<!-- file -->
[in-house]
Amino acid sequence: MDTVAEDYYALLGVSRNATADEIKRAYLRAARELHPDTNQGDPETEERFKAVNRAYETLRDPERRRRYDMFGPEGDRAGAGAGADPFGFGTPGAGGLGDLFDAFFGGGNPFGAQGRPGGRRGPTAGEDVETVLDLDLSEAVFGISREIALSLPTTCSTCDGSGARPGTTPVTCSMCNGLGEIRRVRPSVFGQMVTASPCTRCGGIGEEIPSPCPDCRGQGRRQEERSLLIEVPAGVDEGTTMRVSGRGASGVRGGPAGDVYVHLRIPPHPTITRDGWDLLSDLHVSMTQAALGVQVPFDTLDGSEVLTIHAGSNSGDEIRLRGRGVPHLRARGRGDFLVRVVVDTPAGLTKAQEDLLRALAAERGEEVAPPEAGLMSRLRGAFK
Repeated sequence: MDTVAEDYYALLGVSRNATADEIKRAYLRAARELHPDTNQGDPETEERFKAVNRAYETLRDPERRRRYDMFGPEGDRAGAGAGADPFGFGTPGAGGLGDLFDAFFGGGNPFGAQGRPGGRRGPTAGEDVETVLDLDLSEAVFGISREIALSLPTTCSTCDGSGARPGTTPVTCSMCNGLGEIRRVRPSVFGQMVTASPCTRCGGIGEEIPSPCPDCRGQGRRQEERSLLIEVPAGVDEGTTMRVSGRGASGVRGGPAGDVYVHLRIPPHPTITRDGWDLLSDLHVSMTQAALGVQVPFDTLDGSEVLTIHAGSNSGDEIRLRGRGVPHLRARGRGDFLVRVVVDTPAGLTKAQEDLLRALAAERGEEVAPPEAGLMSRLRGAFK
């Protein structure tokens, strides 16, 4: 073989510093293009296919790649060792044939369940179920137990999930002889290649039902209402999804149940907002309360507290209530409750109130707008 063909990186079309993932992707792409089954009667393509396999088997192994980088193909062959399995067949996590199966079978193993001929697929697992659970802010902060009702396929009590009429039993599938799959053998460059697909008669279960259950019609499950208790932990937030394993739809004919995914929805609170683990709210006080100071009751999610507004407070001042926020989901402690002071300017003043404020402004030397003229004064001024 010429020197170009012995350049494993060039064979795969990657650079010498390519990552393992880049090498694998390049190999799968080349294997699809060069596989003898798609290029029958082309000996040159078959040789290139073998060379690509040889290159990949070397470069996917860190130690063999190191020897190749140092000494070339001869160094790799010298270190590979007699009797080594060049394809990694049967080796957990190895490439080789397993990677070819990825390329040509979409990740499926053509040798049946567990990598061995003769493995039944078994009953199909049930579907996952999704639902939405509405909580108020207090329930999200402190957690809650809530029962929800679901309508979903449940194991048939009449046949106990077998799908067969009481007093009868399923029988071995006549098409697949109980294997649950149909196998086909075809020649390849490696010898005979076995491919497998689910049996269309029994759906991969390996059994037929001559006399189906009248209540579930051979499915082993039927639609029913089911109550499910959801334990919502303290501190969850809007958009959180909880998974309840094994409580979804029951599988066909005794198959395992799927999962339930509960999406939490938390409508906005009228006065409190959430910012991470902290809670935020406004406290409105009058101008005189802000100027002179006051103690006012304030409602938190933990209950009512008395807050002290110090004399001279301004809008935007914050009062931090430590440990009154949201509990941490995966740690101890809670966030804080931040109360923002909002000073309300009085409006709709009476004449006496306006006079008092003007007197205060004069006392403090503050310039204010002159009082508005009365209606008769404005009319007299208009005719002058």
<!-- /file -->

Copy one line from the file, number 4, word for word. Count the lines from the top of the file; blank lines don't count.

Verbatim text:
């Protein structure tokens, strides 16, 4: 073989510093293009296919790649060792044939369940179920137990999930002889290649039902209402999804149940907002309360507290209530409750109130707008 063909990186079309993932992707792409089954009667393509396999088997192994980088193909062959399995067949996590199966079978193993001929697929697992659970802010902060009702396929009590009429039993599938799959053998460059697909008669279960259950019609499950208790932990937030394993739809004919995914929805609170683990709210006080100071009751999610507004407070001042926020989901402690002071300017003043404020402004030397003229004064001024 010429020197170009012995350049494993060039064979795969990657650079010498390519990552393992880049090498694998390049190999799968080349294997699809060069596989003898798609290029029958082309000996040159078959040789290139073998060379690509040889290159990949070397470069996917860190130690063999190191020897190749140092000494070339001869160094790799010298270190590979007699009797080594060049394809990694049967080796957990190895490439080789397993990677070819990825390329040509979409990740499926053509040798049946567990990598061995003769493995039944078994009953199909049930579907996952999704639902939405509405909580108020207090329930999200402190957690809650809530029962929800679901309508979903449940194991048939009449046949106990077998799908067969009481007093009868399923029988071995006549098409697949109980294997649950149909196998086909075809020649390849490696010898005979076995491919497998689910049996269309029994759906991969390996059994037929001559006399189906009248209540579930051979499915082993039927639609029913089911109550499910959801334990919502303290501190969850809007958009959180909880998974309840094994409580979804029951599988066909005794198959395992799927999962339930509960999406939490938390409508906005009228006065409190959430910012991470902290809670935020406004406290409105009058101008005189802000100027002179006051103690006012304030409602938190933990209950009512008395807050002290110090004399001279301004809008935007914050009062931090430590440990009154949201509990941490995966740690101890809670966030804080931040109360923002909002000073309300009085409006709709009476004449006496306006006079008092003007007197205060004069006392403090503050310039204010002159009082508005009365209606008769404005009319007299208009005719002058």